It’s one of those days of a buffet of items that missed the cut during the week. There’s a theme though, which is the evolution of broadband and Internet.
Microsoft announced it’s going to buy Yammer, a company who specializes in creating a kind of social workplace, a collaborative framework based not on evolved voice notions but on social networking. The move is almost surely a follow-on to their Skype acquisition because a social framework for collaboration still requires something that can integrate actual communications among workers into a model for collaboration. You can see the picture here; teams are hosted on a Yammer structure and exchange views through posts, and then jump off into collaboration pairwise or in real-time groups, via Skype. SharePoint apps can integrate with this picture to create a direct linkage to applications and work processes.
I think this is probably worth a shot for Microsoft, but I also think it may be a bit of a tip of the iceberg, meaning that Microsoft likely has things in mind a bit broader than the pure Yammer model. Any human activity can be socialized. The social-network model says “Integrate your life into this online process”, and the business/collaborative model says “use this model to support cooperative activity”. That’s only a small step from “build this cooperative framework into your online activity”. Microsoft could easily build social contexts around key online activities like listening, TV, etc. That might be better in the long run than letting Facebook live your life.
On the consumer side of broadband and online service, we have a lot of news about the government’s influence. Government, of course, cares about election more than about us and thus is likely to take the position that has the most glitz and gets the most votes rather than what’s logical. However, it can do stuff, sometimes unintended, and there are a couple of initiatives that have that maybe-good-maybe-not characteristic.
The “Ignite” program creates a kind of industry partnership to promote 1 Gbps broadband, and it’s backed by operators and vendors, but in my view none of this backing is really meaningful. The ostensive motivation here is to “help the US catch up” with countries like Korea. The problem is that absent redrawing US geography that’s not very likely. Korea does well with broadband because its population and geography combine to make it highly efficient to serve people. Where density of opportunity is low, as in the US, the cost of deployment is higher than the market will bear.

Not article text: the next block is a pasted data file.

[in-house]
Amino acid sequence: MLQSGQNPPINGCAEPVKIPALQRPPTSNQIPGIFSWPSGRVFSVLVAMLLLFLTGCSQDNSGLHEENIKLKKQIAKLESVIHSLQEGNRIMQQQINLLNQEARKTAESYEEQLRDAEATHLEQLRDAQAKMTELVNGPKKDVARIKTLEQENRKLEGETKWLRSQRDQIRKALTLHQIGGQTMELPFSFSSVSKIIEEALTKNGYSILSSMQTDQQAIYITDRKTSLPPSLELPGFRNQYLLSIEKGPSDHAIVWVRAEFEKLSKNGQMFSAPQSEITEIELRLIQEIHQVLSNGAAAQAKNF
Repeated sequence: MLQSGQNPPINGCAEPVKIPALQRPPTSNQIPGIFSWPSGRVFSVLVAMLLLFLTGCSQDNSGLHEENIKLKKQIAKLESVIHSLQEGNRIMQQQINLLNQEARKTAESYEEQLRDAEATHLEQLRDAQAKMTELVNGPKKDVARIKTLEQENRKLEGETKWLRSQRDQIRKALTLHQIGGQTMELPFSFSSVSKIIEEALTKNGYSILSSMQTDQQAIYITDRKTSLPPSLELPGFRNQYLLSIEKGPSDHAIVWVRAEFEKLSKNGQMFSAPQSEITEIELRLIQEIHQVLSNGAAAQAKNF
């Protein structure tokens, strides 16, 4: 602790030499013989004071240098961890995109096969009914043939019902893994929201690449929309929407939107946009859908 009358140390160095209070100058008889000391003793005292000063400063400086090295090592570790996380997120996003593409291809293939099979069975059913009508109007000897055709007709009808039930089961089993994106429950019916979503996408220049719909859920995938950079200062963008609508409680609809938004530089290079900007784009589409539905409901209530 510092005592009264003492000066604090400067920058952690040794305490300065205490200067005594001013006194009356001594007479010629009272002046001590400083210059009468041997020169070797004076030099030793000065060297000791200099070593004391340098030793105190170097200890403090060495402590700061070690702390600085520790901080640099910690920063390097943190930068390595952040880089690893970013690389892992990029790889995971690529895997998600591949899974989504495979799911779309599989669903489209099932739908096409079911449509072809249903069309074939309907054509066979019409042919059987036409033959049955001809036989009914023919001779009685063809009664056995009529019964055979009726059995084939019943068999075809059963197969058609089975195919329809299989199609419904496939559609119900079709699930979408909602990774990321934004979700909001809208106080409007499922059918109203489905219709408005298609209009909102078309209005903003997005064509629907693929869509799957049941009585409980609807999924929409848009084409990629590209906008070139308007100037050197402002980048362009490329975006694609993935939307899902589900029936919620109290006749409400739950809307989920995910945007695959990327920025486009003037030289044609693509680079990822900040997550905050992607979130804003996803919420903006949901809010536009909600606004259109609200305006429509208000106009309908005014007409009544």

Where do we see FTTH in the US? Answer, in Verizon’s territory. Why? Because Verizon has the highest demand density of any US operator, a demand density that approaches that of some of those high-broadband-speed countries. So here’s my contribution to your effort, Igniters; have everyone move to the northeast. Otherwise, you’re politicking.
Another government issue is the DoJ review of Comcast’s practices with streaming. OTT players are now complaining about TV Everywhere because it gives an advantage to the guy who built the network that delivers the content. Well, if the Internet is open, it should be open to all the options for payment and settlement, but the VC community doesn’t fund carriers it funds OTTs, so guess who ex-VC FCC Chairman Genachowski supports here? And if providers can’t pay for QoS they probably can’t pay for traffic, which means that streaming video of any form will end up being paid for by the imposition of usage pricing. Furthermore, all this exploitation of capacity by OTTs is a proximate cause for underperformance of infrastructure investment, which is why global operator capex is under pressure. Which flies in the face of goals to pursue 1G Internet. Government sure gets technology!